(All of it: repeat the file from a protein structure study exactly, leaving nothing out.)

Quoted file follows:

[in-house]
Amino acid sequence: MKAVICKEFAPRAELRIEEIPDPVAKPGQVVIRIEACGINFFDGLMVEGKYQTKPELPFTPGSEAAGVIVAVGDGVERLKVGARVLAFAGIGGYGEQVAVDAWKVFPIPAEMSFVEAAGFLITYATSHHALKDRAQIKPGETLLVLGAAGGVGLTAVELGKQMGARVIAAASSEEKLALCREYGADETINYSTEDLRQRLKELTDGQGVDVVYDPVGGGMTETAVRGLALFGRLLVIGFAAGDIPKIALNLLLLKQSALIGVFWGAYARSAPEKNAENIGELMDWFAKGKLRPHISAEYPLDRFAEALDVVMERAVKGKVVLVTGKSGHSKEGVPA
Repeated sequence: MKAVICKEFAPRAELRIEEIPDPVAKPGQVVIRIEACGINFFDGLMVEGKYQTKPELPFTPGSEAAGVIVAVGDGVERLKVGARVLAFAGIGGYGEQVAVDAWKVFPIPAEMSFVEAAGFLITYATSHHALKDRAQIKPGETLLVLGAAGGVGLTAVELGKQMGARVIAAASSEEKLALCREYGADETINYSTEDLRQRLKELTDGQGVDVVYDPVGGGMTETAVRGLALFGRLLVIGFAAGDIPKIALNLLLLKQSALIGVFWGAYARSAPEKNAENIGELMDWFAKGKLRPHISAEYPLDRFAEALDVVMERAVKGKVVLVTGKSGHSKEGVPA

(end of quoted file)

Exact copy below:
[in-house]
Amino acid sequence: MKAVICKEFAPRAELRIEEIPDPVAKPGQVVIRIEACGINFFDGLMVEGKYQTKPELPFTPGSEAAGVIVAVGDGVERLKVGARVLAFAGIGGYGEQVAVDAWKVFPIPAEMSFVEAAGFLITYATSHHALKDRAQIKPGETLLVLGAAGGVGLTAVELGKQMGARVIAAASSEEKLALCREYGADETINYSTEDLRQRLKELTDGQGVDVVYDPVGGGMTETAVRGLALFGRLLVIGFAAGDIPKIALNLLLLKQSALIGVFWGAYARSAPEKNAENIGELMDWFAKGKLRPHISAEYPLDRFAEALDVVMERAVKGKVVLVTGKSGHSKEGVPA
Repeated sequence: MKAVICKEFAPRAELRIEEIPDPVAKPGQVVIRIEACGINFFDGLMVEGKYQTKPELPFTPGSEAAGVIVAVGDGVERLKVGARVLAFAGIGGYGEQVAVDAWKVFPIPAEMSFVEAAGFLITYATSHHALKDRAQIKPGETLLVLGAAGGVGLTAVELGKQMGARVIAAASSEEKLALCREYGADETINYSTEDLRQRLKELTDGQGVDVVYDPVGGGMTETAVRGLALFGRLLVIGFAAGDIPKIALNLLLLKQSALIGVFWGAYARSAPEKNAENIGELMDWFAKGKLRPHISAEYPLDRFAEALDVVMERAVKGKVVLVTGKSGHSKEGVPA